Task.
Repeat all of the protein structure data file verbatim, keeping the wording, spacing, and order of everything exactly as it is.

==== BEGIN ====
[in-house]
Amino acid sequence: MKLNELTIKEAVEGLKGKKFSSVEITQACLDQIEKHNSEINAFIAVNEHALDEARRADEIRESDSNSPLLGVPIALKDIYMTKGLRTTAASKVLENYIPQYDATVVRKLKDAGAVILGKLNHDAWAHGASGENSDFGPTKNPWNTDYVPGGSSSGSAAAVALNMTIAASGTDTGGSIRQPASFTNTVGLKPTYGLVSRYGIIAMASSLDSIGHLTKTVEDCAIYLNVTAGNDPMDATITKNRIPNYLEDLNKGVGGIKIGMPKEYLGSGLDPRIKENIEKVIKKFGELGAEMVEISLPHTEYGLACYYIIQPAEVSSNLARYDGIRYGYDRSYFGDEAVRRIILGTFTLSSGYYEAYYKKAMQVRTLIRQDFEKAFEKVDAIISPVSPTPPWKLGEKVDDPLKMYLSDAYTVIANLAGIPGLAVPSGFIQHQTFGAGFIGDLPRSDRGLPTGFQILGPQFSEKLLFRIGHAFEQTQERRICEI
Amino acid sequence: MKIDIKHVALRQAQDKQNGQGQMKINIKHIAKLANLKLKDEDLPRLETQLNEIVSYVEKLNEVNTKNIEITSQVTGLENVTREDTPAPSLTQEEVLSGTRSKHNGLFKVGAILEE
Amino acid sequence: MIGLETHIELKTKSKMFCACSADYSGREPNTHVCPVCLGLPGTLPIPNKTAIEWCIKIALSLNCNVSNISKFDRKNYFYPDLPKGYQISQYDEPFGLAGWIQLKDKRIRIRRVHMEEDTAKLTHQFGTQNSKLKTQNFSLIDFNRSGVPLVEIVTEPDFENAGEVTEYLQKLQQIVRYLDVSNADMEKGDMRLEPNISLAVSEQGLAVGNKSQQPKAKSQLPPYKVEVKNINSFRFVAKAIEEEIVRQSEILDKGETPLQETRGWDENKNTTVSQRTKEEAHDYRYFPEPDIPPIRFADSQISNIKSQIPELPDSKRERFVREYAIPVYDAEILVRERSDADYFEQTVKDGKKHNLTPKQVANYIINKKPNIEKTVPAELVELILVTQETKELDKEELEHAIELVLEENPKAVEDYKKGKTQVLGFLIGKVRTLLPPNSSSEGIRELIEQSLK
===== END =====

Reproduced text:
[in-house]
Amino acid sequence: MKLNELTIKEAVEGLKGKKFSSVEITQACLDQIEKHNSEINAFIAVNEHALDEARRADEIRESDSNSPLLGVPIALKDIYMTKGLRTTAASKVLENYIPQYDATVVRKLKDAGAVILGKLNHDAWAHGASGENSDFGPTKNPWNTDYVPGGSSSGSAAAVALNMTIAASGTDTGGSIRQPASFTNTVGLKPTYGLVSRYGIIAMASSLDSIGHLTKTVEDCAIYLNVTAGNDPMDATITKNRIPNYLEDLNKGVGGIKIGMPKEYLGSGLDPRIKENIEKVIKKFGELGAEMVEISLPHTEYGLACYYIIQPAEVSSNLARYDGIRYGYDRSYFGDEAVRRIILGTFTLSSGYYEAYYKKAMQVRTLIRQDFEKAFEKVDAIISPVSPTPPWKLGEKVDDPLKMYLSDAYTVIANLAGIPGLAVPSGFIQHQTFGAGFIGDLPRSDRGLPTGFQILGPQFSEKLLFRIGHAFEQTQERRICEI
Amino acid sequence: MKIDIKHVALRQAQDKQNGQGQMKINIKHIAKLANLKLKDEDLPRLETQLNEIVSYVEKLNEVNTKNIEITSQVTGLENVTREDTPAPSLTQEEVLSGTRSKHNGLFKVGAILEE
Amino acid sequence: MIGLETHIELKTKSKMFCACSADYSGREPNTHVCPVCLGLPGTLPIPNKTAIEWCIKIALSLNCNVSNISKFDRKNYFYPDLPKGYQISQYDEPFGLAGWIQLKDKRIRIRRVHMEEDTAKLTHQFGTQNSKLKTQNFSLIDFNRSGVPLVEIVTEPDFENAGEVTEYLQKLQQIVRYLDVSNADMEKGDMRLEPNISLAVSEQGLAVGNKSQQPKAKSQLPPYKVEVKNINSFRFVAKAIEEEIVRQSEILDKGETPLQETRGWDENKNTTVSQRTKEEAHDYRYFPEPDIPPIRFADSQISNIKSQIPELPDSKRERFVREYAIPVYDAEILVRERSDADYFEQTVKDGKKHNLTPKQVANYIINKKPNIEKTVPAELVELILVTQETKELDKEELEHAIELVLEENPKAVEDYKKGKTQVLGFLIGKVRTLLPPNSSSEGIRELIEQSLK